Importantly, we also tested the consistency between direction of trait plasticity and the interspecific trait relationships. We plotted the direction of trait plasticity induced by environmental changes for each species into trait–trait space, and found that the changes in trait-pairs were divergent between species. In addition, we found that only the plasticity of Nm–SLA relationship under eCO2 and the plasticity of Am–SLA under nitrogen addition tended to be follow the LES direction (Fig. 3i, j). Most of the trait plasticity was equally abundant in all directions of the trait–trait space under warming and drought (Fig. 3a–f). Furthermore, the directions of trait plasticity under eCO2 and nitrogen addition were mainly asymmetric distributed on one side of the LES (Fig. 3g–l).

Fig. 3: Plasticity of species-level pairwise traits under global environmental changes.
figure 3

al Plasticity of species-level pairwise traits under global environmental changes (Supplementary Note 2). Each colored arrow represents the direction of one species. The bold black line represents the interspecific leaf trait relationship. The colored ellipses are 95% confidence level of the scatters. m Conceptual model depicting three possible directions of pairwise traits: follow the LES direction (red arrows); contrary to the LES direction with asymmetric response (black dashed arrows); contrary to the LES direction with symmetric response (black solid line). The black solid line represents the LES direction. The arrows represent the major directions of the pairwise traits.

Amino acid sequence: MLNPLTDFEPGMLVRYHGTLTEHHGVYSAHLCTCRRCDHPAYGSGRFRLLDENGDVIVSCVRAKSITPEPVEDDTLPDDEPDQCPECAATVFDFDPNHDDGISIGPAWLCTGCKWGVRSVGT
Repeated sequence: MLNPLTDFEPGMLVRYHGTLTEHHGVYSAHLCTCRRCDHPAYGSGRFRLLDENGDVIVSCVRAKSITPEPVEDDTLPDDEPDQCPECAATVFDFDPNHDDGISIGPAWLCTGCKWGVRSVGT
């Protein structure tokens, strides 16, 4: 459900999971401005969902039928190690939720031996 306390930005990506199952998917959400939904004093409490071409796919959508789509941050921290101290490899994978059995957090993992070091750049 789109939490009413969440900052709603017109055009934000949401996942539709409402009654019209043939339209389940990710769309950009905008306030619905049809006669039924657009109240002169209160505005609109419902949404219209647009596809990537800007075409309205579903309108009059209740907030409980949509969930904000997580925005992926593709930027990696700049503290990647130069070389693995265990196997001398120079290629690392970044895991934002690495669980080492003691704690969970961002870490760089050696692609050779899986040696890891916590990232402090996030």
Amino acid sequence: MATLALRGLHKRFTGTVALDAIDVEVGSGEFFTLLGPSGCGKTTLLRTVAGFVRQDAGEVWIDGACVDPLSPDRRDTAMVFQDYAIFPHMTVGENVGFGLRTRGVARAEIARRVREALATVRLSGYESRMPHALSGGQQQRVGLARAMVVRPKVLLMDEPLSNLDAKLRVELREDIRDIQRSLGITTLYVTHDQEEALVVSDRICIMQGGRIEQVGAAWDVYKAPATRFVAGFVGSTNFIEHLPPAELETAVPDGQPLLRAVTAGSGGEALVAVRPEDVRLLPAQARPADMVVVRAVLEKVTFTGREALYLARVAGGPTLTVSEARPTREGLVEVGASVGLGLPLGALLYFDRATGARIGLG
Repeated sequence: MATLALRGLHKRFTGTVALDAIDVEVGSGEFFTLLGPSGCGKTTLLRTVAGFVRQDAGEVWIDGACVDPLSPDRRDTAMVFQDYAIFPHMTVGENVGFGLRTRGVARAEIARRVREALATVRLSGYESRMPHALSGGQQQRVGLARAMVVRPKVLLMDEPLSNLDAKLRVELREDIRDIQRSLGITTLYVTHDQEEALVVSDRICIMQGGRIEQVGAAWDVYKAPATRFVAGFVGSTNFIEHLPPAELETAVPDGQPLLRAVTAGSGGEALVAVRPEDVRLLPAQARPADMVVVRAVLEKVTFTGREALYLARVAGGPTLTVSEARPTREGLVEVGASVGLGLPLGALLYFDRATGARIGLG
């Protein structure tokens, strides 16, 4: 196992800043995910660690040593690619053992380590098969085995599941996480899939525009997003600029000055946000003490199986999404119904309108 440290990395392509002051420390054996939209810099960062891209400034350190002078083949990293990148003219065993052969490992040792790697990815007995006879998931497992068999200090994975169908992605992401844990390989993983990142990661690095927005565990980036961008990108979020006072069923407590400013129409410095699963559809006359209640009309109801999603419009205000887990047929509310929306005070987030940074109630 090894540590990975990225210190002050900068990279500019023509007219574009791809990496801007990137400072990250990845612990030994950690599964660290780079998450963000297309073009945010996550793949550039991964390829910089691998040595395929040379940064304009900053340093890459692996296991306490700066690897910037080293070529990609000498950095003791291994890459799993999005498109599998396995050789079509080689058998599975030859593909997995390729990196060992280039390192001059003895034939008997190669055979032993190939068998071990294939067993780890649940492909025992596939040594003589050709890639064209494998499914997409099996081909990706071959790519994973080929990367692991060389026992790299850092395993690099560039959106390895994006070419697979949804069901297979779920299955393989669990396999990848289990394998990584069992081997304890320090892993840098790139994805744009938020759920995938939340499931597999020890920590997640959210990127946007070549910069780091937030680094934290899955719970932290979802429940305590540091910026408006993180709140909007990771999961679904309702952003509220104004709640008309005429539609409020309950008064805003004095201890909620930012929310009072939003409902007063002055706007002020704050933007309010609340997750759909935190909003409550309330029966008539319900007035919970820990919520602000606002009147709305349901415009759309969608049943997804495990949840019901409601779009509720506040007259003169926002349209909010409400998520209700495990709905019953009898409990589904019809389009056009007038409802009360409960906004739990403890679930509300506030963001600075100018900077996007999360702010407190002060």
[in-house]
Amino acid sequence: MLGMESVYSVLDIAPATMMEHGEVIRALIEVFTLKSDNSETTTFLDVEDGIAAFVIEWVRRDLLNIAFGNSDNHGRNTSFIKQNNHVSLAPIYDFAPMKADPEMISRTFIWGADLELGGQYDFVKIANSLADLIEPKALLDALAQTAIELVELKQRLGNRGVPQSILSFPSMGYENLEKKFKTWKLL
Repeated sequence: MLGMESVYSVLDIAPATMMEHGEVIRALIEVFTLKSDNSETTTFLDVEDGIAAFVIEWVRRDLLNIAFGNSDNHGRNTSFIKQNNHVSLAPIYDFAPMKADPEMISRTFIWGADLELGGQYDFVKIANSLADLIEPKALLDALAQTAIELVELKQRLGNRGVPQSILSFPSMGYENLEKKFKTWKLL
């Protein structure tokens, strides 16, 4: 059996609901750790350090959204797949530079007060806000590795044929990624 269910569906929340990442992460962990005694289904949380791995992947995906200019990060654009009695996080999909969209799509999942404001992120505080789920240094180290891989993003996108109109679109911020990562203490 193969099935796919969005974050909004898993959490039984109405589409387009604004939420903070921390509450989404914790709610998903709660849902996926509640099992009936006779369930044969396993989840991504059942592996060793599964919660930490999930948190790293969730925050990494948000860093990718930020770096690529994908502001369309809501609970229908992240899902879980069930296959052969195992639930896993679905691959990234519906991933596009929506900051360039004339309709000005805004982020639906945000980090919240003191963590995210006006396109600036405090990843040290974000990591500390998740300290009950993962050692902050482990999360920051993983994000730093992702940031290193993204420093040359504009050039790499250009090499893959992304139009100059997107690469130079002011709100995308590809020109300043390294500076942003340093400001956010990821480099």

Plasticity of the interspecific trait relationships under global environmental changes